Taxpayers were billed an average of $45,000 in overtime and extra pay for each FBI agent temporarily posted to Iraq over the course of four years, according to a new Justice Department report. In some cases, agents were paid to watch movies, exercise and attend parties.
In all, the audit by Justice Department Inspector General Glenn A. Fine found the FBI racked up $7.8 million in improper wages between 2003 and 2007.
Thursday's report blamed a faulty FBI policy that allowed agents to claim the extra time and money. An FBI spokesman said that policy — which initially sought to enlist volunteers to go to dangerous war zones — is no longer in place.
"Several FBI employees noted that they periodically spent time during the work day washing clothes," the report noted. Asked whether he should have been paid for the time spent in this activity, one employee defended the practice, saying, "'When you're in that environment, anything you do to survive is work for the FBI.'"
Other agents defended being paid to go to a regular Saturday night cocktail party, calling it an important "liaison" meeting. And in another case, one supervisor said he "had to laugh" when he saw how many agents were assigned to the office charged with preparing evidence for court trials of Saddam Hussein and his associates.
"Maybe they needed extra poker players," said the unnamed supervisor.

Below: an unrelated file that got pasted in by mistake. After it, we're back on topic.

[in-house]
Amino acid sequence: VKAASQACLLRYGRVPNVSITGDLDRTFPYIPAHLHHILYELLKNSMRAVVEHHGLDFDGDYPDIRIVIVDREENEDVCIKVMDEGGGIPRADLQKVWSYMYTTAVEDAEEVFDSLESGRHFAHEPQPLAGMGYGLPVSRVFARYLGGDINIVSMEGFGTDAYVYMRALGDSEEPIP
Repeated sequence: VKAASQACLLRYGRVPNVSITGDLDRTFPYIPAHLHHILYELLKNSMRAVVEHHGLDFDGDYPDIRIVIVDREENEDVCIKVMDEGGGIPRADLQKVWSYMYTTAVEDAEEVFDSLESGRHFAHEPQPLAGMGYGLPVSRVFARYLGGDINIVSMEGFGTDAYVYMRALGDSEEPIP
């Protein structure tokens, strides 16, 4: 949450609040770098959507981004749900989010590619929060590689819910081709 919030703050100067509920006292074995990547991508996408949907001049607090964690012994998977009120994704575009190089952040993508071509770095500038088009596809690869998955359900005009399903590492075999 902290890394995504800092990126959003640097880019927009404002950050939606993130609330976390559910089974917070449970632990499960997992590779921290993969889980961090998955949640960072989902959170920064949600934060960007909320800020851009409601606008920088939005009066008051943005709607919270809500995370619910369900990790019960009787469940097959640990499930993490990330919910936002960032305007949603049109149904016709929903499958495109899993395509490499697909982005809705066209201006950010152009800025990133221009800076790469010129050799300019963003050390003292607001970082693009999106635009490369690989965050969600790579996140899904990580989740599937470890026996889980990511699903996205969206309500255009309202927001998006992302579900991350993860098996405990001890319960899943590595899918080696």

16 hours a day?
The report concluded: "We found that, on the whole, few if any employees worked exactly 16 hours a day, every day, for 90 days straight, within the meaning of the term 'work' as it is used in applicable regulations and policies."
Since March 2003, the FBI has temporarily deployed 1,150 agents and other employees to Iraq, usually for three-month periods. Fine's investigators reviewed the time and attendance records for each.
Over the four-year period, the report found, the FBI spent $63 million in overtime and extra pay for employees in Iraq — $7.8 million of which was improperly billed.
In a statement, FBI Assistant Director John Miller said the now-defunct policy was only supposed to be a short-time pay solution in the early days of the war. He said managers at FBI headquarters "allowed a flawed system to develop and remain in place too long."
"FBI employees lived with sniper attacks, mortar fire, and roadside bombs as part of their daily work environment," Miller said. He said FBI managers "attempted to adapt a long established, domestic pay system for domestic law enforcement to unprecedented wartime assignments for FBI personnel."
Fine's investigation found that agents claimed at least eight hours of overtime a day, every day, for the three months they were stationed in Iraq. Until this year, FBI supervisors in the United States routinely approved the hours billed, despite having no personal knowledge of the time the agents were working.
The report also rapped the FBI for failing to maintain accurate records of overtime costs.
Similarly, FBI agents in Afghanistan also misused overtime and extra pay allowances, but to a lesser extent, the report found.
But FBI agents were not the only culprits, Fine concluded. Also misusing extra pay and attendance policies in Iraq and Afghanistan — but in a more limited way — were agents from the U.S. Bureau of Alcohol, Tobacco, Firearms and Explosives; The Drug Enforcement Administration and the U.S. Marshals Service.